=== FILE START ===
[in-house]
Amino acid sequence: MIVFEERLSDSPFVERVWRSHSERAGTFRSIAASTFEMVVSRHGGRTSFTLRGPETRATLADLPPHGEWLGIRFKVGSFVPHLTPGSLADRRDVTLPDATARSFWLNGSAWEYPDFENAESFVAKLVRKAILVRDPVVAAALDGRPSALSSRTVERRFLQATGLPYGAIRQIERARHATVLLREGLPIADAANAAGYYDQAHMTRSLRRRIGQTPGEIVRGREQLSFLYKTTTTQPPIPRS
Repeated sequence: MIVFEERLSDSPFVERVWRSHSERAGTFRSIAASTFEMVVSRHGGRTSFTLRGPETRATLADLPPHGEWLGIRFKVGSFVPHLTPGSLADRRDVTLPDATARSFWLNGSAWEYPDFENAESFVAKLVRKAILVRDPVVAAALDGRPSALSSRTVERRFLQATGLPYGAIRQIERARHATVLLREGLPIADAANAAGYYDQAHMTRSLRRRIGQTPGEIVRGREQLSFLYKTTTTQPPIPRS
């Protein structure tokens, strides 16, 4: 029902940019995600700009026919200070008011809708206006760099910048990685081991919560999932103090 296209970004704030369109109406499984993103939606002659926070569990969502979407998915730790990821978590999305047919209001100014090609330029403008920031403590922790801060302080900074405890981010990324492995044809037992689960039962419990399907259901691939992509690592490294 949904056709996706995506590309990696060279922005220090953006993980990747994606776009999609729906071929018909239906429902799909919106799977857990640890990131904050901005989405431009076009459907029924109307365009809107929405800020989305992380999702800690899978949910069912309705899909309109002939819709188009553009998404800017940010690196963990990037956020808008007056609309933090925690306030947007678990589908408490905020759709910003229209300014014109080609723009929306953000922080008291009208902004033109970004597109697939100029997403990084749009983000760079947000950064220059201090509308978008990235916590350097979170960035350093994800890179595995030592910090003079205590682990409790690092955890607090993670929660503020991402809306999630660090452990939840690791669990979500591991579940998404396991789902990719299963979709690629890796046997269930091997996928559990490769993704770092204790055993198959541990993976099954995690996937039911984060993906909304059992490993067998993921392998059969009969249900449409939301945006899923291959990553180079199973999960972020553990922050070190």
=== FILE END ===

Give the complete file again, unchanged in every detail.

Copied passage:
[in-house]
Amino acid sequence: MIVFEERLSDSPFVERVWRSHSERAGTFRSIAASTFEMVVSRHGGRTSFTLRGPETRATLADLPPHGEWLGIRFKVGSFVPHLTPGSLADRRDVTLPDATARSFWLNGSAWEYPDFENAESFVAKLVRKAILVRDPVVAAALDGRPSALSSRTVERRFLQATGLPYGAIRQIERARHATVLLREGLPIADAANAAGYYDQAHMTRSLRRRIGQTPGEIVRGREQLSFLYKTTTTQPPIPRS
Repeated sequence: MIVFEERLSDSPFVERVWRSHSERAGTFRSIAASTFEMVVSRHGGRTSFTLRGPETRATLADLPPHGEWLGIRFKVGSFVPHLTPGSLADRRDVTLPDATARSFWLNGSAWEYPDFENAESFVAKLVRKAILVRDPVVAAALDGRPSALSSRTVERRFLQATGLPYGAIRQIERARHATVLLREGLPIADAANAAGYYDQAHMTRSLRRRIGQTPGEIVRGREQLSFLYKTTTTQPPIPRS
């Protein structure tokens, strides 16, 4: 029902940019995600700009026919200070008011809708206006760099910048990685081991919560999932103090 296209970004704030369109109406499984993103939606002659926070569990969502979407998915730790990821978590999305047919209001100014090609330029403008920031403590922790801060302080900074405890981010990324492995044809037992689960039962419990399907259901691939992509690592490294 949904056709996706995506590309990696060279922005220090953006993980990747994606776009999609729906071929018909239906429902799909919106799977857990640890990131904050901005989405431009076009459907029924109307365009809107929405800020989305992380999702800690899978949910069912309705899909309109002939819709188009553009998404800017940010690196963990990037956020808008007056609309933090925690306030947007678990589908408490905020759709910003229209300014014109080609723009929306953000922080008291009208902004033109970004597109697939100029997403990084749009983000760079947000950064220059201090509308978008990235916590350097979170960035350093994800890179595995030592910090003079205590682990409790690092955890607090993670929660503020991402809306999630660090452990939840690791669990979500591991579940998404396991789902990719299963979709690629890796046997269930091997996928559990490769993704770092204790055993198959541990993976099954995690996937039911984060993906909304059992490993067998993921392998059969009969249900449409939301945006899923291959990553180079199973999960972020553990922050070190």